A “Bed and ISA” is a service offered by some investment platforms that allows you to sell an investment or multiple investments that you already have in a regular trading account and then to buy them back within an investment ISA wrapper in one process. This way, you retain your investment but get the tax benefits of the ISA as well going forwards.

Sarah Coles, head of personal finance at Hargreaves Lansdown said: “The slashing of the Capital Gains Tax allowance to £3,000 means investors planning to realise gains early in the tax year risk busting their allowances. Switching into an ISA on day one gives you the freedom to sell what you want when it makes the most sense for your finances, without thinking about tax.”

Find out more in our guide What is a Bed and ISA?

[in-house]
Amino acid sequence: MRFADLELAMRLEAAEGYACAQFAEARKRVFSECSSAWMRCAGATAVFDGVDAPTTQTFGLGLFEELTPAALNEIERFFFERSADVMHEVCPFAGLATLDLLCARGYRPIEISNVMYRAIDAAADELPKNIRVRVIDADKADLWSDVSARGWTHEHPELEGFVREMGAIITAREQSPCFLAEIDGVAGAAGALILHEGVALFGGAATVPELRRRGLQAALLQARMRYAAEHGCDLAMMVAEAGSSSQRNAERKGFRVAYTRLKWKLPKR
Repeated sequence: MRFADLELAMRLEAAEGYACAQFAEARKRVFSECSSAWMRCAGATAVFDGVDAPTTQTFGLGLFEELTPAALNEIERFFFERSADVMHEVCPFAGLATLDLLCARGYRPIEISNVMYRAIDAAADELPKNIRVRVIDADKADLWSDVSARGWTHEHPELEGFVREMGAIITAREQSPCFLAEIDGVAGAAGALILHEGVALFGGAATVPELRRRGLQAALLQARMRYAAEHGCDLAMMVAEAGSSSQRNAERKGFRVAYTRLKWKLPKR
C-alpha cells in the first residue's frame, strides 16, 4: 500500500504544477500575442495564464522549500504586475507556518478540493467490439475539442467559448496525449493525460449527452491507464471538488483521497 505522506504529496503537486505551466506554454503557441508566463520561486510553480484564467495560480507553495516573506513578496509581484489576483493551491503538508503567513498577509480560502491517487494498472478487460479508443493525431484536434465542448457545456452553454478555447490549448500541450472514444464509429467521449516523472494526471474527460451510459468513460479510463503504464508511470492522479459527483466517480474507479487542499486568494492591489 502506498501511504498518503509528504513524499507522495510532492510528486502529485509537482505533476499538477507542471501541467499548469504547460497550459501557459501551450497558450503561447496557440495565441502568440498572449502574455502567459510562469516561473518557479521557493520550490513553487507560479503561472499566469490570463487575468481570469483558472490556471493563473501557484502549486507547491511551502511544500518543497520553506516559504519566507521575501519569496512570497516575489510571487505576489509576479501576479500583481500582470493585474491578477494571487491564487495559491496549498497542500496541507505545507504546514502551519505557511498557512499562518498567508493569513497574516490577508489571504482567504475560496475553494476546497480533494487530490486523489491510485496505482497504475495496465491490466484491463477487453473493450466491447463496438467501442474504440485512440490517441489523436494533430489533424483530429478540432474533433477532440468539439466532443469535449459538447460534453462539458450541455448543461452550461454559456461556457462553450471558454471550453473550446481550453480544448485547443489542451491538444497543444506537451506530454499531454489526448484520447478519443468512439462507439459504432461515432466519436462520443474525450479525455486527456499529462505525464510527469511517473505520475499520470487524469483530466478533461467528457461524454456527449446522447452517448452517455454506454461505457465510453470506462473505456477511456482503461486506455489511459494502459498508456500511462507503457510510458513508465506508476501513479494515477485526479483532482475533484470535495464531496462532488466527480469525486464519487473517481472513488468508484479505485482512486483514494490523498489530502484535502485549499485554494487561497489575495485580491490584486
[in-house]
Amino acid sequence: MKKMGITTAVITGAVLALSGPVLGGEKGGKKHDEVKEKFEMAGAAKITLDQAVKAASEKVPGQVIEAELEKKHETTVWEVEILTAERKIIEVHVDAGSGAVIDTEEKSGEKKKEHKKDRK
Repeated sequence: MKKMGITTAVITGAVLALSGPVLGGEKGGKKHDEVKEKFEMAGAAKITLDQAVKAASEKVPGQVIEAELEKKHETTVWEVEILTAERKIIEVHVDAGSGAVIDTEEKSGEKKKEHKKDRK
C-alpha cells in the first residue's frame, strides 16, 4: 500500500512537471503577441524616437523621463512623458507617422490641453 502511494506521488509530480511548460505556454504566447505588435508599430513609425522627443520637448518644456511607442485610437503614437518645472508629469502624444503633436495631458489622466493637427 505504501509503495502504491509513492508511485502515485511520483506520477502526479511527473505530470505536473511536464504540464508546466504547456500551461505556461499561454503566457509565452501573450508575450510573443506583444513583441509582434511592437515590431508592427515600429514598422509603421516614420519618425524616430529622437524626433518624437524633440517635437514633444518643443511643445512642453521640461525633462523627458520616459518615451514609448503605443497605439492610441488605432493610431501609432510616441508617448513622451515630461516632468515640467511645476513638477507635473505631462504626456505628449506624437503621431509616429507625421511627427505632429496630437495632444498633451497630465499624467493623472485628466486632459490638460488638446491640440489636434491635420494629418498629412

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How to reduce your outgoings

Rising taxes are just some of the ways your finances will be squeezed over the next financial year.

Inflation remains much higher than the government’s 2% target, placing our finances under huge strain as it means the cost of most of our everyday essentials continues to rise sharply. Many of us will be looking at how to save money to help make ends meet. You can find plenty of tips in our article How to save money – 21 money saving tips.

Energy prices are thankfully falling, however, with the energy price cap having dropped from £1,928 to £1,690 on 1 April. However, there may be ways you can further reduce your costs, or get help with your bills. Read more in our articles The energy bills crisis: What can you do about soaring costs? and Energy saving tips: how to reduce your bills and Are you eligible for help with heating costs?